Open-ended questions are valuable if we want to stimulate thinking and foster deeper understanding in our students. They create room for a variety of responses and also build a climate of trust. Open-ended questions are best for most learning situations unless we have a particular reason for leading our students to a specific conclusion. It can be tricky to come up with a truly open-ended question when we have a lot of experience and knowledge. The trick is to have a sincere interest and curiosity about the answer.
One of my favorite books for initiating an interesting conversation is My Rotten Redheaded Older Brother. There are several wonderful places to stop and share what we are thinking about, but my favorite comes from a passage at the very beginning of the story:
My brother and our mother and I all lived with my grandparents on their farm in Union City, Michigan. Now my babushka, my grandmother, knew lots of things. She knew just how to tell a good story. She knew how to make ordinary things magical. And she knew how to make the best chocolate cake in Michigan. After she told my brother and me a grand tale from her homeland, we'd always ask, "Bubbie, is that true?" She'd answer, "Of course is true, but it may not have happened!" Then she'd laugh (Polacco, 1995).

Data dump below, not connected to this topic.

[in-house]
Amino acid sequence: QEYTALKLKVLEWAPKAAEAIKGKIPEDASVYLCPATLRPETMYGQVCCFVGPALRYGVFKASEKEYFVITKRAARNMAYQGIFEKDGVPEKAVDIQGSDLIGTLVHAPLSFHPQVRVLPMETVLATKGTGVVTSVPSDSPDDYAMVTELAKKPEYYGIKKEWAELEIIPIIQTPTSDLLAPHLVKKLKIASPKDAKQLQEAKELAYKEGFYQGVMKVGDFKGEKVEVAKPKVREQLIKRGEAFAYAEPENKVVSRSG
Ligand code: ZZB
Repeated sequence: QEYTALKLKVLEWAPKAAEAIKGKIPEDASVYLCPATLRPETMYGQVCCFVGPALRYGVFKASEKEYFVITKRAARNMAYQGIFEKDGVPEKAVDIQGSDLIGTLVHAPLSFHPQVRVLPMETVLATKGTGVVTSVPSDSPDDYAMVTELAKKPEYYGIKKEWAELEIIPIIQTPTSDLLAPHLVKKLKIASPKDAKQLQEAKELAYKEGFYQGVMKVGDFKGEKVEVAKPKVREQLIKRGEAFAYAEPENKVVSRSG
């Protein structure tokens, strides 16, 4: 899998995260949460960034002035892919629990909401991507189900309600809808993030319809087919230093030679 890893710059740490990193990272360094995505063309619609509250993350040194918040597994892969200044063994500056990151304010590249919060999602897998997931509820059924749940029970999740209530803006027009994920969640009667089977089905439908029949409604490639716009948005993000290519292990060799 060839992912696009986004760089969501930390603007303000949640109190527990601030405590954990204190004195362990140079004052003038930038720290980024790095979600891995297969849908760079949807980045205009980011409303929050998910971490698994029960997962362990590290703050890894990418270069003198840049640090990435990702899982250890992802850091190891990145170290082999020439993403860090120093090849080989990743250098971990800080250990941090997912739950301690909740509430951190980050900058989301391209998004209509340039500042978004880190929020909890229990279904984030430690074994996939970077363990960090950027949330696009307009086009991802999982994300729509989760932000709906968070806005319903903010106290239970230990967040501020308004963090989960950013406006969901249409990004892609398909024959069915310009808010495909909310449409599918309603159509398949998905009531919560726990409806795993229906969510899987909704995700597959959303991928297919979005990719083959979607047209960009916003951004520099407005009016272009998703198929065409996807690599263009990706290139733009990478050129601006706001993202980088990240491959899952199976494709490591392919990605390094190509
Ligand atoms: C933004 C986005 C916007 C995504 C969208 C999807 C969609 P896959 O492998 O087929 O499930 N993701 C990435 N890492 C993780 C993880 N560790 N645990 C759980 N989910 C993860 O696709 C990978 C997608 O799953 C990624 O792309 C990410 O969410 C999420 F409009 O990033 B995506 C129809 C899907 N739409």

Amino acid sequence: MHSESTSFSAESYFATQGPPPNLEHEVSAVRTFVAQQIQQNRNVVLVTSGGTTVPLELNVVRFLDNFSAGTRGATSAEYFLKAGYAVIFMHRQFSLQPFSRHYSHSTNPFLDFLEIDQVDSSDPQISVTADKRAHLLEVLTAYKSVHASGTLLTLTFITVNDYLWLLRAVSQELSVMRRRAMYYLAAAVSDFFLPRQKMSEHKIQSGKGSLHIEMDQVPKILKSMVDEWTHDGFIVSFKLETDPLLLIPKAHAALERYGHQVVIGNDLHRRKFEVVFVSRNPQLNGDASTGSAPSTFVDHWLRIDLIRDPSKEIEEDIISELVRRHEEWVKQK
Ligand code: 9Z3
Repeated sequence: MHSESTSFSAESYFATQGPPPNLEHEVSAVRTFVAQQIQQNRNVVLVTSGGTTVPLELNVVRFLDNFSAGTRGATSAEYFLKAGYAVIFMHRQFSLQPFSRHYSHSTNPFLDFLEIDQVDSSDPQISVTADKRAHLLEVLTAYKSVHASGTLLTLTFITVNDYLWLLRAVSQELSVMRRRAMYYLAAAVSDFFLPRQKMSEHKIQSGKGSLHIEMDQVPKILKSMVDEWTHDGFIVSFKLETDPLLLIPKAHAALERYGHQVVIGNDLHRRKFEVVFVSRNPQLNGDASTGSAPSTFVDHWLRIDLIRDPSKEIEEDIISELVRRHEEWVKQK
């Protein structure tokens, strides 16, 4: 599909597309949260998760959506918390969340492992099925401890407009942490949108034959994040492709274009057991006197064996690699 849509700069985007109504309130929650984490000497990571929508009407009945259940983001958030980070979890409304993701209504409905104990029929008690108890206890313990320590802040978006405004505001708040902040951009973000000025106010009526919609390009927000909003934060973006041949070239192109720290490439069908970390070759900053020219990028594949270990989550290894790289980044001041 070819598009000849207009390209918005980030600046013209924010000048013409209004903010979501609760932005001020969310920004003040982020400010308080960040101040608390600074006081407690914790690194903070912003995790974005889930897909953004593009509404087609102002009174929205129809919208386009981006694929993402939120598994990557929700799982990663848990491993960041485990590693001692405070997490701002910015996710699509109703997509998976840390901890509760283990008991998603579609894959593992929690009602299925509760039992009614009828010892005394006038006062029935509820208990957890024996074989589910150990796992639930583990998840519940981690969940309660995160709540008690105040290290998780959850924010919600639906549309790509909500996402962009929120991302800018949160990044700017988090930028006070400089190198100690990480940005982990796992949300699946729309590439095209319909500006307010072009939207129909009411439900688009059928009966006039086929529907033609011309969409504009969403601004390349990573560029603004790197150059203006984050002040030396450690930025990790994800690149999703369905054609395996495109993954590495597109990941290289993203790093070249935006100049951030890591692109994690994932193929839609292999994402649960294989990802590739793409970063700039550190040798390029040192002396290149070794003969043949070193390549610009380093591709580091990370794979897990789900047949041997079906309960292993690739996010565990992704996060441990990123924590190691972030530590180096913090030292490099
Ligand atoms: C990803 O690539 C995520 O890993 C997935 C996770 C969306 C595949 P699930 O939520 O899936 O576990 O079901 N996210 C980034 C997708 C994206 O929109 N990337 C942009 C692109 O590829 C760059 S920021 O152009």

So the question that pops into my head every time I read it is "How can something be true if it didn't happen?" Since I wrestle a bit with the answer, the ensuing conversation does not get polluted with my own preconceived idea. I've asked first graders through sixth graders to consider this question. The answers, which match their maturity and development, are often thoughtful and dotted with deep insightfulness.
It's a lesson that always reminds me of the importance and power of open-ended questions, and the beauty and power of a great picture book.
Polacco, P. (1995). My rotten redheaded older brother. New York: Simon & Schuster.